Healthcare leaders overwhelmingly believe physicians aren't trained to have informed conversations about how much the care they provide will cost their patients. That could impede value-based care.
An overwhelming majority of healthcare leaders who responded to a recent survey said they believe physicians are ill-equipped to discuss healthcare costs effectively.
About 86% of the 571 clinicians, clinical leaders, and executives who responded said physicians lack the training they would need to discuss the cost considerations affecting their patients, according to data released Tuesday by University of Utah Health in partnership with NEJM Catalyst.
Another 8% said they neither agreed nor disagreed with the prompt.
Robert Glasgow, MD, chief value officer for University of Utah Health's surgery department in Salt Lake City, said it's easy for physicians to feel powerless to influence prices set by insurers or drug-makers. But that doesn't mean doctors should resign themselves to shrug whenever asked about the price tags attached to each treatment.
"We need to train physicians to give patients enough cost data," Glasgow said in the survey report. "That’s the starting block of high-value care."
That being said, doctors shouldn't be pressured to come up with "an itemized bill," nor should they let their interactions with patients be reduced to mere business transactions, he added.
This idea that providers should be enabling consumers to make price-conscious healthcare decisions is, of course, not new. Ohio lawmakers even passed a requirement for providers to give patients a "good faith" estimate of how much non-emergency services would cost. A judge barred the state from implementing the law, however, amid a challenge by the Ohio Hospital Association and others, as The Columbus Dispatch reported.
Even without price-transparency laws, though, the rapid growth of consumerism in healthcare means patients are increasingly expecting price information from their providers, as Gregory Freeman wrote for HealthLeaders Media.
"Doctors and hospitals are going to be getting more and more questions around cost and quality, and in the early stages of consumer-driven healthcare they often looked at the patient and said they no idea what this service would cost or how to measure quality," said Alegeus senior vice president of consumerism and strategy John Young at the time.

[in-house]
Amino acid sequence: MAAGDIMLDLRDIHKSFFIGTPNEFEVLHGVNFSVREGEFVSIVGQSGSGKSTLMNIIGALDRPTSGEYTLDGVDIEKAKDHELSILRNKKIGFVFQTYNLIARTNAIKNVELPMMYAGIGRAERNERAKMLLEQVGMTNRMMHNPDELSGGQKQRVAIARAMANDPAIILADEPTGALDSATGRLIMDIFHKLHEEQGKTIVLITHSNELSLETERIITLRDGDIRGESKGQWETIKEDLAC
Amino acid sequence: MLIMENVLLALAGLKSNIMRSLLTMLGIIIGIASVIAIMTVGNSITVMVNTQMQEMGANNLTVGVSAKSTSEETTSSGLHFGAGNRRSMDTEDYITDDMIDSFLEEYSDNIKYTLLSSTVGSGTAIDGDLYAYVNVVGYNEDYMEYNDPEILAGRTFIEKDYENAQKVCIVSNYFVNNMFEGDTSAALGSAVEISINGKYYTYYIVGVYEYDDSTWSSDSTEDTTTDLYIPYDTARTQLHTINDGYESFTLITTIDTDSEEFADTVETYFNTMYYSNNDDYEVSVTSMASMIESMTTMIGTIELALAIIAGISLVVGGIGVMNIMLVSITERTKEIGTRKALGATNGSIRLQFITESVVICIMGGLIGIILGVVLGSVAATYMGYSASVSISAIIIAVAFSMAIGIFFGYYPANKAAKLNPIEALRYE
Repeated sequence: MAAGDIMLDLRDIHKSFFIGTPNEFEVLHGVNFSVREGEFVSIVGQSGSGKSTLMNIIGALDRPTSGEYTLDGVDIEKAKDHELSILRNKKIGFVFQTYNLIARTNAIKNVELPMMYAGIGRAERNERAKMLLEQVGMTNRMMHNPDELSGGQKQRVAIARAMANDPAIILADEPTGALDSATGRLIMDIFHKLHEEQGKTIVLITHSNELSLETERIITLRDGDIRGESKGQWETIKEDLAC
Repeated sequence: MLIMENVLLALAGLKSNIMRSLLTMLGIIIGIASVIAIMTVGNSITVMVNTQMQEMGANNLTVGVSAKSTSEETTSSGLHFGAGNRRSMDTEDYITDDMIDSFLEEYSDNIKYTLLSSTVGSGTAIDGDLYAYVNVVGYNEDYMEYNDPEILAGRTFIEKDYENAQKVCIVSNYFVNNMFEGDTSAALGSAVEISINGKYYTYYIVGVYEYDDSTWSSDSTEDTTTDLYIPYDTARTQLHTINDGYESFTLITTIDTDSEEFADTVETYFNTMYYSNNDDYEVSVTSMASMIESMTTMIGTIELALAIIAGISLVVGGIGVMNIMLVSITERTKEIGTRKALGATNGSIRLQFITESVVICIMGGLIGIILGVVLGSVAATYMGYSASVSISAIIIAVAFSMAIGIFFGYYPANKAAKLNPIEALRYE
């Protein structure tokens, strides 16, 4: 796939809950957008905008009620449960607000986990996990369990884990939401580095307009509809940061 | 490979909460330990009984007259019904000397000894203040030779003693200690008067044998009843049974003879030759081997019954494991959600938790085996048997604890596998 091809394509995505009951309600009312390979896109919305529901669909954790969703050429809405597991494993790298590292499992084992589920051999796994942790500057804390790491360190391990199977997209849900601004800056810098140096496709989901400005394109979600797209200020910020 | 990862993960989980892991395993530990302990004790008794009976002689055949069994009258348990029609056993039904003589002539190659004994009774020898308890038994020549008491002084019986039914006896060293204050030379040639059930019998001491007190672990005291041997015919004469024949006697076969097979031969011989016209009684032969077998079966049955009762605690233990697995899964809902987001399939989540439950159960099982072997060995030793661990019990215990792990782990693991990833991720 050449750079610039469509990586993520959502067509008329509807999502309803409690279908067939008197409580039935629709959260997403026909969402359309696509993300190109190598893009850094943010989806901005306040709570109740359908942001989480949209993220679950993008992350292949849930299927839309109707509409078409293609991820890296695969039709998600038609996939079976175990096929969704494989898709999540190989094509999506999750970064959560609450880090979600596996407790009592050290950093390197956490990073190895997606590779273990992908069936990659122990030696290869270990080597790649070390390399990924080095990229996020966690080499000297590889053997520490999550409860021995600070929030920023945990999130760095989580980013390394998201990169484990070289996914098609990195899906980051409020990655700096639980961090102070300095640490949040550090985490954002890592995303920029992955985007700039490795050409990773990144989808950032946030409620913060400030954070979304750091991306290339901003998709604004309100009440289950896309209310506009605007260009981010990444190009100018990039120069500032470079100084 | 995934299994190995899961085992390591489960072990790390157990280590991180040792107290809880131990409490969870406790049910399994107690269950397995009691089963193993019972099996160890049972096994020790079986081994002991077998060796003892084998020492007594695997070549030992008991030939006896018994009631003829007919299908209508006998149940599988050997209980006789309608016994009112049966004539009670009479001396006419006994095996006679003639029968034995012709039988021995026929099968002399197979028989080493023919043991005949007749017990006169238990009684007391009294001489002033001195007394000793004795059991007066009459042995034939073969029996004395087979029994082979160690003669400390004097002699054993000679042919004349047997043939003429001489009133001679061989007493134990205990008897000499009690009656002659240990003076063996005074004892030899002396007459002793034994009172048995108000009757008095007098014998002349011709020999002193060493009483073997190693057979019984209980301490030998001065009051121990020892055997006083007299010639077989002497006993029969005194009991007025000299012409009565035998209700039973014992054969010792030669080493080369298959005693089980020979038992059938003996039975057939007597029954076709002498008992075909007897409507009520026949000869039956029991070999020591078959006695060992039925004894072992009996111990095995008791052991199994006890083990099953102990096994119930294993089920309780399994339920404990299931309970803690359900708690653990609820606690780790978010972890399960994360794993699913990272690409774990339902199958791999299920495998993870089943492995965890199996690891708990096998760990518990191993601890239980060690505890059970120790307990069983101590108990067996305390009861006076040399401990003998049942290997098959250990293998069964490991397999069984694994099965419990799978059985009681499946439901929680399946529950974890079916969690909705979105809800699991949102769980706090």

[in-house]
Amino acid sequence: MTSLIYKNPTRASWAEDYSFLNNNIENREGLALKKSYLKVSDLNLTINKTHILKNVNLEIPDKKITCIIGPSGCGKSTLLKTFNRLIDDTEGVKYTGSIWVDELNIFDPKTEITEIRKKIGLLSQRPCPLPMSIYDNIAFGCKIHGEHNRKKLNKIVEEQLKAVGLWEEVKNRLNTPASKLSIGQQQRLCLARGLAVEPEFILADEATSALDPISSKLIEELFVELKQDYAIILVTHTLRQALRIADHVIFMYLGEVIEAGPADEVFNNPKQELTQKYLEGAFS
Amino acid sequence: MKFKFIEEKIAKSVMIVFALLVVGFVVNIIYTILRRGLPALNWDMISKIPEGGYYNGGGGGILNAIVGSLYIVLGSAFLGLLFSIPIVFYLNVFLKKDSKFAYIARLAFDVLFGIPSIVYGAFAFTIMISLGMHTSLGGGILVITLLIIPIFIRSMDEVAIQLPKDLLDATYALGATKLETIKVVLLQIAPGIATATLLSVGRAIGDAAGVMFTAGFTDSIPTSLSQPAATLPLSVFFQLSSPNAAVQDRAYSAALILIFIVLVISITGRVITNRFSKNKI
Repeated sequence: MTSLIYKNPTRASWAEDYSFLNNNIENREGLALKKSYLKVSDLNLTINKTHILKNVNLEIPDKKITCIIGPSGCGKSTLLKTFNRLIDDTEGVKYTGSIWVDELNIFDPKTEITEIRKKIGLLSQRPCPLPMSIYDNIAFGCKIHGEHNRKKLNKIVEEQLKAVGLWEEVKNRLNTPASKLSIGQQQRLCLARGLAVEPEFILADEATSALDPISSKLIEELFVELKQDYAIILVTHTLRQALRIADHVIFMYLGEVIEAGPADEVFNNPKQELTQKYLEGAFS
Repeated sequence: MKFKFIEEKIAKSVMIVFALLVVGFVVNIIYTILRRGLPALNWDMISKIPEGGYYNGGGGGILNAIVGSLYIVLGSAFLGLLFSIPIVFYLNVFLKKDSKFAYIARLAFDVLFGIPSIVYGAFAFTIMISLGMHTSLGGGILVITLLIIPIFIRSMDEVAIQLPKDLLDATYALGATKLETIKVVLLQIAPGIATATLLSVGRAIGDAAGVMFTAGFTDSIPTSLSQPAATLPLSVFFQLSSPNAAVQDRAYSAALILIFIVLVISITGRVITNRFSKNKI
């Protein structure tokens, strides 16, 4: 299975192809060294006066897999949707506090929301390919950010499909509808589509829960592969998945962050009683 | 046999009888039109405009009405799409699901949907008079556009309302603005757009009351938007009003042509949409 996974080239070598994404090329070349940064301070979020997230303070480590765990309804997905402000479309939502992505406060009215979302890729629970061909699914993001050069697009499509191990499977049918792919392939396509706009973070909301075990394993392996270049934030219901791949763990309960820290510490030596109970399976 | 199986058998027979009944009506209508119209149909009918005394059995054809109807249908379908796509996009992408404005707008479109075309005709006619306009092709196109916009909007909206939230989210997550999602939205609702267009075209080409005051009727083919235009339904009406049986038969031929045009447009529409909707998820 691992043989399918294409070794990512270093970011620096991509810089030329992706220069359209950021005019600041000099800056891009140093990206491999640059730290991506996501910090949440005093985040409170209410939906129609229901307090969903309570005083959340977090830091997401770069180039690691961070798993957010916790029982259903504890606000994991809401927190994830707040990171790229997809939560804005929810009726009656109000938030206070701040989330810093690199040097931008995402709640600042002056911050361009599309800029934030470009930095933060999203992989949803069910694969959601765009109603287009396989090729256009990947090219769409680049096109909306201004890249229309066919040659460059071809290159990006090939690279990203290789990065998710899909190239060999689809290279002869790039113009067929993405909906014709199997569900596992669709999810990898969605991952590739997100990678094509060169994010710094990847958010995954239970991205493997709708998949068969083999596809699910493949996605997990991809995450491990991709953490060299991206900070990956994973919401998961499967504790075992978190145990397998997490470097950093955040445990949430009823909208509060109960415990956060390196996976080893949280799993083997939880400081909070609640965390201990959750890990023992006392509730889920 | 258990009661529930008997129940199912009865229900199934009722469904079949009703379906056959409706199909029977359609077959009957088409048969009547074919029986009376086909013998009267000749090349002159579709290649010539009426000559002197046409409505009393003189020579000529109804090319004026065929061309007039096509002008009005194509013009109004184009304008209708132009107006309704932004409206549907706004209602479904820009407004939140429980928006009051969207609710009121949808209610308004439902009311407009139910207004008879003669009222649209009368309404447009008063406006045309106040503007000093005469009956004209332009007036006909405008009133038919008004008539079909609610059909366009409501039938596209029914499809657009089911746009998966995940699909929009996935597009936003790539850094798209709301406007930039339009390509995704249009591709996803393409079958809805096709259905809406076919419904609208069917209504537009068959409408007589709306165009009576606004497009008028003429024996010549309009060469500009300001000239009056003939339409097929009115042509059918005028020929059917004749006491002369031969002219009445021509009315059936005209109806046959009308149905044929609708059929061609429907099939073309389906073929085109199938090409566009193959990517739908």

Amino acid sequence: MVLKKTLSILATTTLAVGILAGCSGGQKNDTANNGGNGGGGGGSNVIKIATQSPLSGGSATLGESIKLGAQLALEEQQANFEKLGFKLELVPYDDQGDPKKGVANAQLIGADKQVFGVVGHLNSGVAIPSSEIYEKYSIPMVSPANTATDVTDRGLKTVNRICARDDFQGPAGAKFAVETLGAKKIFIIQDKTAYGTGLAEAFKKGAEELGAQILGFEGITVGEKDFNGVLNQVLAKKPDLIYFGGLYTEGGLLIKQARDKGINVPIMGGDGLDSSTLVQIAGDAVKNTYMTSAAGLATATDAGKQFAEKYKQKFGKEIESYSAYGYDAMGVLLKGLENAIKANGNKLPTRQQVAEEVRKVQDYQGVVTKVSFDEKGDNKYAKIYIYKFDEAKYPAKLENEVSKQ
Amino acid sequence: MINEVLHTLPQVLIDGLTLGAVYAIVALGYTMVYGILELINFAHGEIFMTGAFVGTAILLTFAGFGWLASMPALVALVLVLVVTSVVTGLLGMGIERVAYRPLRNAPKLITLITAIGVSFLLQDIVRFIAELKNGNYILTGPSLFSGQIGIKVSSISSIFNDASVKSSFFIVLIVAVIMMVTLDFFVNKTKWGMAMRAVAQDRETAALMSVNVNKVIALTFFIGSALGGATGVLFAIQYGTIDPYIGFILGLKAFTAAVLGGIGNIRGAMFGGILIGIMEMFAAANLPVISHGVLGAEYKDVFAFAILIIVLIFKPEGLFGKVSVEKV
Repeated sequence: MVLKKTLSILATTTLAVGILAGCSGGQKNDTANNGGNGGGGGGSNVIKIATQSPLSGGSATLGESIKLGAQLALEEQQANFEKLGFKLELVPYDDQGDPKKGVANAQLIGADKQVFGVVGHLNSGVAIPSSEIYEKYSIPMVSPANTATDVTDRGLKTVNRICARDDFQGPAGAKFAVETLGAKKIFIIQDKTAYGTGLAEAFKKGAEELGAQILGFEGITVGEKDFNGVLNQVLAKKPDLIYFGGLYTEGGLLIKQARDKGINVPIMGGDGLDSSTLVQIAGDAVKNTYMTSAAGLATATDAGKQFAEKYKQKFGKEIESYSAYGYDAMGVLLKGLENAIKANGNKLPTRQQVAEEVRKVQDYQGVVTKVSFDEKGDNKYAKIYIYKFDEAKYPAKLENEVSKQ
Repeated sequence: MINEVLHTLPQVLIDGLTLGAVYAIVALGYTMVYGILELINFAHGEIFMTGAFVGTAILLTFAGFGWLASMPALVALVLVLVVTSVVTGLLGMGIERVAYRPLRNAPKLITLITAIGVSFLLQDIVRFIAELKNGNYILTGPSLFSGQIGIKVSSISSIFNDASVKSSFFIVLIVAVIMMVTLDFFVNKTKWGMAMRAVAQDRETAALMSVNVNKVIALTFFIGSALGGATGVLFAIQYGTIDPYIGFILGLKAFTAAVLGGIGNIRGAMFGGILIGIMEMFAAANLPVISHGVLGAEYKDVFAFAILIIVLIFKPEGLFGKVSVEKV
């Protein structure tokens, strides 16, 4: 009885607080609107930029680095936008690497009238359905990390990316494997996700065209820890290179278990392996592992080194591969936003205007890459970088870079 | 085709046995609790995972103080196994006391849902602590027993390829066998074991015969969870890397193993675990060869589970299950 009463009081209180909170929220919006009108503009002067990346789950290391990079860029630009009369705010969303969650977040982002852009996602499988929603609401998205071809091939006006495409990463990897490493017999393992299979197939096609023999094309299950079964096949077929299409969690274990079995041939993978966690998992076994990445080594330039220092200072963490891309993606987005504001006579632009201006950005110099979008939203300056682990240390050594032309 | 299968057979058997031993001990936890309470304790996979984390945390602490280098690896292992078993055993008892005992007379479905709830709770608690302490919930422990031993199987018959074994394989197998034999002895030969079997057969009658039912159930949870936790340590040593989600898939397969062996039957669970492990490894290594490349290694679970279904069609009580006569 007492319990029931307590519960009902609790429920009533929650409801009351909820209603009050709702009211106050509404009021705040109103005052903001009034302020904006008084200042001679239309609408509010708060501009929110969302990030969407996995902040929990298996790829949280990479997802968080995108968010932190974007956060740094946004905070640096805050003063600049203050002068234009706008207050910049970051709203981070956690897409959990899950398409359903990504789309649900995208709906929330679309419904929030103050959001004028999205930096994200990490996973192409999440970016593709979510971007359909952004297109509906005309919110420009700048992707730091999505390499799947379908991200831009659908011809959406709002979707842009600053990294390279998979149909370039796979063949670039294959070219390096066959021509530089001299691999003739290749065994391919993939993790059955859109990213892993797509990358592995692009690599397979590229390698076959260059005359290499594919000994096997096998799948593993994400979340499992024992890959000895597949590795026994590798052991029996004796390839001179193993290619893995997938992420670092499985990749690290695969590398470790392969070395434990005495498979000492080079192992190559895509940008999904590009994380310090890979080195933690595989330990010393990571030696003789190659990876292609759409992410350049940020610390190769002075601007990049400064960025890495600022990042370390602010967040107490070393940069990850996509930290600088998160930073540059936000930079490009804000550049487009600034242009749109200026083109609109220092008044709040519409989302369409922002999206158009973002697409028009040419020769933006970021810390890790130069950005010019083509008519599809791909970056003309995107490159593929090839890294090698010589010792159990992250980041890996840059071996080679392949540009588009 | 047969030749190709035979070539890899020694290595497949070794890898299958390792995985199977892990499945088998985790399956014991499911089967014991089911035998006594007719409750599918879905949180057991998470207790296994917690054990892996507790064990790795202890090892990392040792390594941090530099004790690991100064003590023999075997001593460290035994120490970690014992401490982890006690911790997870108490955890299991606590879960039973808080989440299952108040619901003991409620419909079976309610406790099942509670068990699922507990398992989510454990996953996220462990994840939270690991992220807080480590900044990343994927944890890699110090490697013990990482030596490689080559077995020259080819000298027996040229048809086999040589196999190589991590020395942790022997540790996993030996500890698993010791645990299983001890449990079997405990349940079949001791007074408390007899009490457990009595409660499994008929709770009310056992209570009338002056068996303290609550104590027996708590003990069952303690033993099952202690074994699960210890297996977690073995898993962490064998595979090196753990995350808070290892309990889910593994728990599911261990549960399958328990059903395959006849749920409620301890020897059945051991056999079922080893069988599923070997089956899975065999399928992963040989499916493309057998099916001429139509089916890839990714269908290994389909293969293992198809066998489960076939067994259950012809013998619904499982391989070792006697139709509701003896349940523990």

"That is becoming less common today as doctors and hospitals develop better mechanisms for answering those questions, which in some cases means having a specific department or person to refer the patient to," Young added.
What's Driving Costs? Docs Blame Pharma
About 72% of the 571 people who responded to the survey sponsored by University of Utah Health. When asked which stakeholders are to blame for high healthcare costs, the respondents pointed their fingers most vigorously at the pharmaceutical industry—but insurers and providers were not that far behind.
A majority of respondents listed the following stakeholder categories as having a "strong impact" on the cost of healthcare:
- Pharmaceutical/biotech companies: 87%
- Health plans/HMOs/insurers: 81%
- Hospitals/health systems/physician organizations: 75%
- Medical device manufacturers: 67%
- Government/regulators: 60%
Several other stakeholder categories ranked lower in the list of factors having a "strong impact" on healthcare costs: individual clinicians (28%), employers (26%), and patients (23%).
The full survey report is available for download from the NEJM Catalyst website.
Steven Porter is editor at HealthLeaders.